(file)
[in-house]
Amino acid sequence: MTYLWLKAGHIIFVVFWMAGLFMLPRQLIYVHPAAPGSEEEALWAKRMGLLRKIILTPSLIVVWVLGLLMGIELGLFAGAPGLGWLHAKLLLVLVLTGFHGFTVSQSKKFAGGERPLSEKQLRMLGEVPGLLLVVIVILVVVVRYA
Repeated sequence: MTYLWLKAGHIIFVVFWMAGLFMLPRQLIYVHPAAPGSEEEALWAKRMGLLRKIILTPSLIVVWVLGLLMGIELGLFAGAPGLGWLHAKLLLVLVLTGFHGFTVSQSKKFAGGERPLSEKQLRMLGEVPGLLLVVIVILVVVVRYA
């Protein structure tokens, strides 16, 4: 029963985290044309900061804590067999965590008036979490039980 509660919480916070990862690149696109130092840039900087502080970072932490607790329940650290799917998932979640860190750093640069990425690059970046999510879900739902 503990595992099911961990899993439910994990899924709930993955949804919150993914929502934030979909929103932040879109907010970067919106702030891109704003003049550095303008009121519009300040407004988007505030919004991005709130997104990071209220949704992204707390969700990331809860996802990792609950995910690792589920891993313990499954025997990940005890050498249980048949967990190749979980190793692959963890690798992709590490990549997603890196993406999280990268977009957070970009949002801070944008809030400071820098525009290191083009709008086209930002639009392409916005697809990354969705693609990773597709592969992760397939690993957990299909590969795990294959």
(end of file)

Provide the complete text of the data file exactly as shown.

[in-house]
Amino acid sequence: MTYLWLKAGHIIFVVFWMAGLFMLPRQLIYVHPAAPGSEEEALWAKRMGLLRKIILTPSLIVVWVLGLLMGIELGLFAGAPGLGWLHAKLLLVLVLTGFHGFTVSQSKKFAGGERPLSEKQLRMLGEVPGLLLVVIVILVVVVRYA
Repeated sequence: MTYLWLKAGHIIFVVFWMAGLFMLPRQLIYVHPAAPGSEEEALWAKRMGLLRKIILTPSLIVVWVLGLLMGIELGLFAGAPGLGWLHAKLLLVLVLTGFHGFTVSQSKKFAGGERPLSEKQLRMLGEVPGLLLVVIVILVVVVRYA
């Protein structure tokens, strides 16, 4: 029963985290044309900061804590067999965590008036979490039980 509660919480916070990862690149696109130092840039900087502080970072932490607790329940650290799917998932979640860190750093640069990425690059970046999510879900739902 503990595992099911961990899993439910994990899924709930993955949804919150993914929502934030979909929103932040879109907010970067919106702030891109704003003049550095303008009121519009300040407004988007505030919004991005709130997104990071209220949704992204707390969700990331809860996802990792609950995910690792589920891993313990499954025997990940005890050498249980048949967990190749979980190793692959963890690798992709590490990549997603890196993406999280990268977009957070970009949002801070944008809030400071820098525009290191083009709008086209930002639009392409916005697809990354969705693609990773597709592969992760397939690993957990299909590969795990294959």